A nun has helped to form a coalition in the United States against child sex trafficking by putting pressure on hotels to make them keep sex traffickers off their premises.
Kimberly Ritter, who has worked in hotels for 20 years, and a nun named Sister Patty Johnson have formed a group called End Child Prostitution and Trafficking (ECPAT), in an attempt to fight against the child sex industry with the help of hotels.
According to the founders of the group, the easy and widespread use of the Internet has shifted sex trade from streets to hotels.
Ritter and Johnson found several sex advertisements on the Internet which featured girls posing in hotel rooms.
“I realized that there was a website [where] you can buy a toaster, you can buy a lawn mower and you can buy a girl,” said Ritter.
The ECAPT started to ask the hotels to sign the Code of Conduct and to inform their costumers of the new policies. However, many hotels have so far refused to follow the ECAPT Code of Conduct.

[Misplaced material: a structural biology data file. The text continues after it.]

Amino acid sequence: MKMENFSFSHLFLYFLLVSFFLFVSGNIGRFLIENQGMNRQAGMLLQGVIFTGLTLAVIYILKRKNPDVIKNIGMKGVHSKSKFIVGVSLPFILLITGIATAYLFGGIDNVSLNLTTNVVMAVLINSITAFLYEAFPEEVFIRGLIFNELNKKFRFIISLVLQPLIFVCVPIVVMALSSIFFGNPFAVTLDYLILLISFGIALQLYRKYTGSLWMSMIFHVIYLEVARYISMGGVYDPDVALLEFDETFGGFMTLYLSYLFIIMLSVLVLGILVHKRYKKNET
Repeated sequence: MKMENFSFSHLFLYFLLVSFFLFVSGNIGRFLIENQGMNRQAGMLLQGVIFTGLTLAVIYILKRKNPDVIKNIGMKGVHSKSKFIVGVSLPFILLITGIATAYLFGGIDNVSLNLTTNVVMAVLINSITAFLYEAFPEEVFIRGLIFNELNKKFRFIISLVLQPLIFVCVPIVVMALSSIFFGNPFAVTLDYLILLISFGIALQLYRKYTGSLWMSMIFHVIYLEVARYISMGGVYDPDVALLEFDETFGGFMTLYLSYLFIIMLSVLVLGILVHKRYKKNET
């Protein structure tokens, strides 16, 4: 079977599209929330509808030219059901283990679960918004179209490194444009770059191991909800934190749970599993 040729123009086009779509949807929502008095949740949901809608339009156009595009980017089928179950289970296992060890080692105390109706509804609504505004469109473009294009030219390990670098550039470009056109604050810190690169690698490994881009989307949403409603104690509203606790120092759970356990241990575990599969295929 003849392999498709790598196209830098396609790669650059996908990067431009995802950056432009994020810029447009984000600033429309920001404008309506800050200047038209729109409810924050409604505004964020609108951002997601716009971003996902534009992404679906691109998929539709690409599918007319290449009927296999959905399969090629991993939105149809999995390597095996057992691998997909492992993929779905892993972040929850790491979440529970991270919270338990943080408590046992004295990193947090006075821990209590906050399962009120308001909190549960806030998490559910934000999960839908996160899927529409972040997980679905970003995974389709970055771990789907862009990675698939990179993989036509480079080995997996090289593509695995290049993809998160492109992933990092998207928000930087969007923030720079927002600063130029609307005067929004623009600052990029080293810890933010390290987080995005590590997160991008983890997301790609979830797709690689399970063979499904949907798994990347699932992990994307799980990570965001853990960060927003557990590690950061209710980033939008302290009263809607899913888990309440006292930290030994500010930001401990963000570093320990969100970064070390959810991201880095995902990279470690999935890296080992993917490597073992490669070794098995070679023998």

"One problem we're having in our industry is some of the things they're asking the hotels to do. Putting notices in the rooms... they feel that might be an intrusion into customers thinking that maybe there is a problem at that hotel," said Joe McInerney, president and CEO of the American Hotel and Lodging Association.
Ritter and Johnson, however, found a way to identify the hotels where the girls were photographed.
"I realized that, as I looked at these girls online, I could identify the curtains, the bed linens, the throws in the hotel room..."
In the next step, they took their evidence directly to the company managers.
"Generally the response is, 'That doesn't happen at our property. So I've learned that as I go to these hotels, I am able to say, ‘But look, this is a girl and this is your pillow case,’ and that's where the conversation ends because they're shocked, because they can't believe it happens on their property," Ritter added.
The two women also asked Katie Rhoades a social worker, also a survivor of sex trafficking, to teach the hotel staff to recognize signs of trafficking.
"The reality is if you are not looking for it, you are not going to recognize it," said Rhoades.
"There was a situation where I was taken to a hotel and left there to make money and the pimp didn't pay for the hotel room so I was being harassed by security and I was too scared to tell them," she added.
According to the United Nations, human trafficking is the second largest organized crime in the world. More than one million children are being sexually exploited each year.